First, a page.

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Synergetic Use of the WSR-88D Radars, GOES-R Satellites, and Lightning Networks to Study Microphysical Characteristics of Hurricanes

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  • 1 Cooperative Institute for Mesoscale Meteorological Studies, University of Oklahoma, and NOAA/OAR, National Severe Storms Laboratory, Norman, Oklahoma
  • 2 Department of Atmospheric Sciences, Hebrew University of Jerusalem, Jerusalem, Israel
  • 3 Cooperative Institute for Mesoscale Meteorological Studies, University of Oklahoma, and NOAA/OAR, National Severe Storms Laboratory, Norman, Oklahoma
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Abstract

This study analyzes the microphysics and precipitation pattern of Hurricanes Harvey (2017) and Florence (2018) in both the eyewall and outer rainband regions. From the retrievals by a satellite red–green–blue scheme, the outer rainbands show a strong convective structure while the inner eyewall has less convective vigor (i.e., weaker upper-level reflectivities and electrification), which may be related to stronger vertical wind shear that hinders fast vertical motions. The WSR-88D column-vertical profiles further confirm that the outer rainband clouds have strong vertical motion and large ice-phase hydrometeor formation aloft, which correlates well with 3D Lightning Mapping Array source counts in height and time. From the results from this study, it is determined that the inner eyewall region is dominated by warm rain, whereas the external rainband region contains intense mixed-phase precipitation. External rainbands are defined here as those that reside outside of the main hurricane circulation, associated with surface tropical storm wind speeds. The synergy of satellite and radar dual-polarization parameters is instrumental in distinguishing between the key microphysical features of intense convective rainbands and the warm-rain-dominated eyewall regions within the hurricanes. Substantial amounts of ice aloft and intense updrafts in the external rainbands are indicative of heavy surface precipitation, which can have important implications for severe weather warnings and quantitative precipitation forecasts. The novel part of this study is to combine ground-based radar measurement with satellite observations to study hurricane microphysical structure from surface to cloud top so as to fill in the gaps between the two observational techniques.

Supplemental information related to this paper is available at the Journals Online website: https://doi.org/10.1175/JAMC-D-19-0122.s1.

© 2020 American Meteorological Society. For information regarding reuse of this content and general copyright information, consult the AMS Copyright Policy (www.ametsoc.org/PUBSReuseLicenses).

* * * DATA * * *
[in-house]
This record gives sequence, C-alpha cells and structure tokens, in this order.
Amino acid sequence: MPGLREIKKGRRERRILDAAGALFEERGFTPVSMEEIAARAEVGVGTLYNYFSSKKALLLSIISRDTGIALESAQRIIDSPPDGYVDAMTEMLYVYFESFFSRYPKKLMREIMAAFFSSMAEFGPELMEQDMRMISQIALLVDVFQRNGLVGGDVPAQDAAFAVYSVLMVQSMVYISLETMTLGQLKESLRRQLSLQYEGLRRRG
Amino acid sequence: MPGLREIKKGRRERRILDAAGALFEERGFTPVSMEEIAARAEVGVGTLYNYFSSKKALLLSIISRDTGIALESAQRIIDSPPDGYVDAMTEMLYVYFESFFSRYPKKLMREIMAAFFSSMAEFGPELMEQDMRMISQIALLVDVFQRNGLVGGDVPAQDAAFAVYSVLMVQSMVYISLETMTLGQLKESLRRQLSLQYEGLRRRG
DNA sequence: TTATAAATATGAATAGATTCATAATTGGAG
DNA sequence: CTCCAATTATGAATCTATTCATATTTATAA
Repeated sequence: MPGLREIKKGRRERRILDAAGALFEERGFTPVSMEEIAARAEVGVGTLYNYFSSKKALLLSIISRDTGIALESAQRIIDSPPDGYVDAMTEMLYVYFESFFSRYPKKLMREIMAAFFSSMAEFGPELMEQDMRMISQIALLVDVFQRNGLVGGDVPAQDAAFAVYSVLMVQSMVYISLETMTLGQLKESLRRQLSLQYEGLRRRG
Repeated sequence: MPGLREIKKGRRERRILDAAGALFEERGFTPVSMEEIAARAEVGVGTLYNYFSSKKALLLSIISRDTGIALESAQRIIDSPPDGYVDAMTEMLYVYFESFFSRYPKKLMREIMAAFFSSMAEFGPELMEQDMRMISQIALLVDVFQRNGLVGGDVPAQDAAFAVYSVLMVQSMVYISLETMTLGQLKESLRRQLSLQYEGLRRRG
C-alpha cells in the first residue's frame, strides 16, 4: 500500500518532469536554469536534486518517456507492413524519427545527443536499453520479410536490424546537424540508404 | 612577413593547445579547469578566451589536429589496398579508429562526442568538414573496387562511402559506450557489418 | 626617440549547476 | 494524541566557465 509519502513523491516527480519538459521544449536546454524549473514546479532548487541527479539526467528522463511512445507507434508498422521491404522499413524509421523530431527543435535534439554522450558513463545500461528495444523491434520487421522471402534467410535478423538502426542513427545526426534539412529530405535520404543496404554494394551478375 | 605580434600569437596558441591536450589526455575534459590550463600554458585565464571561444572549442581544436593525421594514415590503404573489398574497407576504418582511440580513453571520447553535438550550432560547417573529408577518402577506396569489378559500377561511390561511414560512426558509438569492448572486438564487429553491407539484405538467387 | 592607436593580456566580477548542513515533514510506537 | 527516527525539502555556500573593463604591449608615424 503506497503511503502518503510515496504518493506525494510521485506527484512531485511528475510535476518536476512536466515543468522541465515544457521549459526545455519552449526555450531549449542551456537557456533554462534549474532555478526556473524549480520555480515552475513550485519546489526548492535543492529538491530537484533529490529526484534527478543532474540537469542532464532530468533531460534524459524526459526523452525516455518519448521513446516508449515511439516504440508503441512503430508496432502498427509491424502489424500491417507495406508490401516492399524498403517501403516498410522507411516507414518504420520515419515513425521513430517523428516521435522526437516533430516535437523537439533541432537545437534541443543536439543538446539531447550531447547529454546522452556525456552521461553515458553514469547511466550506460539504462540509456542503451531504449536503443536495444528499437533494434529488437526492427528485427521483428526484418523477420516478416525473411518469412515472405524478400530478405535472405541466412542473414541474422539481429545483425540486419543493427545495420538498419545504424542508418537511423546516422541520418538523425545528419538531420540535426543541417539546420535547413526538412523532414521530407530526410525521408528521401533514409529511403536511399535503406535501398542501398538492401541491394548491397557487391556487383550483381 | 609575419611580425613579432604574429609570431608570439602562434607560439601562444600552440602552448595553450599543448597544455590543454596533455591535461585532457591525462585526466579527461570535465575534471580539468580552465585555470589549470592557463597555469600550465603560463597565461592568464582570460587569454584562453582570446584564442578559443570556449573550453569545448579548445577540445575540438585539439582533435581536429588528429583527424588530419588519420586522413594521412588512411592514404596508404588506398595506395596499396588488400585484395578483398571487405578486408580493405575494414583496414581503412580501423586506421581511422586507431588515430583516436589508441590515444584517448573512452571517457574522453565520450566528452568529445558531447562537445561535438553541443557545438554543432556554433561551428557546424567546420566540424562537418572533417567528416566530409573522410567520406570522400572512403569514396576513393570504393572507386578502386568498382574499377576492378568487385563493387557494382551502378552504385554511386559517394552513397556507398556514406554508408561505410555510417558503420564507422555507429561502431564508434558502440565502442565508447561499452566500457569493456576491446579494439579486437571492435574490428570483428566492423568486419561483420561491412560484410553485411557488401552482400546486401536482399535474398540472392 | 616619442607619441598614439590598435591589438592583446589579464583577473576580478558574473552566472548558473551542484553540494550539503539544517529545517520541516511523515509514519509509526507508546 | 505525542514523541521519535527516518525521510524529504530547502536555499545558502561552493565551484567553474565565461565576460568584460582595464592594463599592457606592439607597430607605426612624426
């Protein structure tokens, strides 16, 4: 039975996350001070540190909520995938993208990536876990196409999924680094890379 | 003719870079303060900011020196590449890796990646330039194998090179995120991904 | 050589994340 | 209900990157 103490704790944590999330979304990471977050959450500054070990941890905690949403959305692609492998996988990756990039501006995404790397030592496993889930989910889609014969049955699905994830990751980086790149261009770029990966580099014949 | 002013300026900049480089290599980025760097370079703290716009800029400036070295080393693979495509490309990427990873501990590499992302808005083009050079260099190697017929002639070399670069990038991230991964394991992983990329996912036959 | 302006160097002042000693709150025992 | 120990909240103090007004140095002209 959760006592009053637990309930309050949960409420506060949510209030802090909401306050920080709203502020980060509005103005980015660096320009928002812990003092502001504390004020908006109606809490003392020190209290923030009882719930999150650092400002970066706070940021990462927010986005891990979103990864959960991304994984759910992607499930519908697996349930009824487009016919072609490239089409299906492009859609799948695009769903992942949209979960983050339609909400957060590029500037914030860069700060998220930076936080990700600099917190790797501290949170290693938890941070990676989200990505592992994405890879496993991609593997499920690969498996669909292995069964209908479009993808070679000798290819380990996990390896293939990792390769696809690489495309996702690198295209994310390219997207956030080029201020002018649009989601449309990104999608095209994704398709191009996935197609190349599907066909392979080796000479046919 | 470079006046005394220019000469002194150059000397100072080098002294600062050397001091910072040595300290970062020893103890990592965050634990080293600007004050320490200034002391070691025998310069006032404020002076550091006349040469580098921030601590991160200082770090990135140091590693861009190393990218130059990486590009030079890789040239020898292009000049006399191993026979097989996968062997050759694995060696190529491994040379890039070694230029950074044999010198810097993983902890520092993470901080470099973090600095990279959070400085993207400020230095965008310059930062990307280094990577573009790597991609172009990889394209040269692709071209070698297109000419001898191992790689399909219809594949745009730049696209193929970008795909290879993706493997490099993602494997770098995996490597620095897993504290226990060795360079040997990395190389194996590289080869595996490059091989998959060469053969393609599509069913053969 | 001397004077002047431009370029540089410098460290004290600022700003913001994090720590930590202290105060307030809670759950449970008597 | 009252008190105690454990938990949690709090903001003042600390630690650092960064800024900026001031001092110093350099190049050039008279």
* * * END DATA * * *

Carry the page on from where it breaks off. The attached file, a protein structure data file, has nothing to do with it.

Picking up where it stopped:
Corresponding author: Jiaxi Hu, jiaxi.hu@noaa.gov

Abstract

This study analyzes the microphysics and precipitation pattern of Hurricanes Harvey (2017) and Florence (2018) in both the eyewall and outer rainband regions. From the retrievals by a satellite red–green–blue scheme, the outer rainbands show a strong convective structure while the inner eyewall has less convective vigor (i.e., weaker upper-level reflectivities and electrification), which may be related to stronger vertical wind shear that hinders fast vertical motions. The WSR-88D column-vertical profiles further confirm that the outer rainband clouds have strong vertical motion and large ice-phase hydrometeor formation aloft, which correlates well with 3D Lightning Mapping Array source counts in height and time. From the results from this study, it is determined that the inner eyewall region is dominated by warm rain, whereas the external rainband region contains intense mixed-phase precipitation. External rainbands are defined here as those that reside outside of the main hurricane circulation, associated with surface tropical storm wind speeds. The synergy of satellite and radar dual-polarization parameters is instrumental in distinguishing between the key microphysical features of intense convective rainbands and the warm-rain-dominated eyewall regions within the hurricanes. Substantial amounts of ice aloft and intense updrafts in the external rainbands are indicative of heavy surface precipitation, which can have important implications for severe weather warnings and quantitative precipitation forecasts. The novel part of this study is to combine ground-based radar measurement with satellite observations to study hurricane microphysical structure from surface to cloud top so as to fill in the gaps between the two observational techniques.

Supplemental information related to this paper is available at the Journals Online website: https://doi.org/10.1175/JAMC-D-19-0122.s1.

© 2020 American Meteorological Society. For information regarding reuse of this content and general copyright information, consult the AMS Copyright Policy (www.ametsoc.org/PUBSReuseLicenses).

Corresponding author: Jiaxi Hu, jiaxi.hu@noaa.gov

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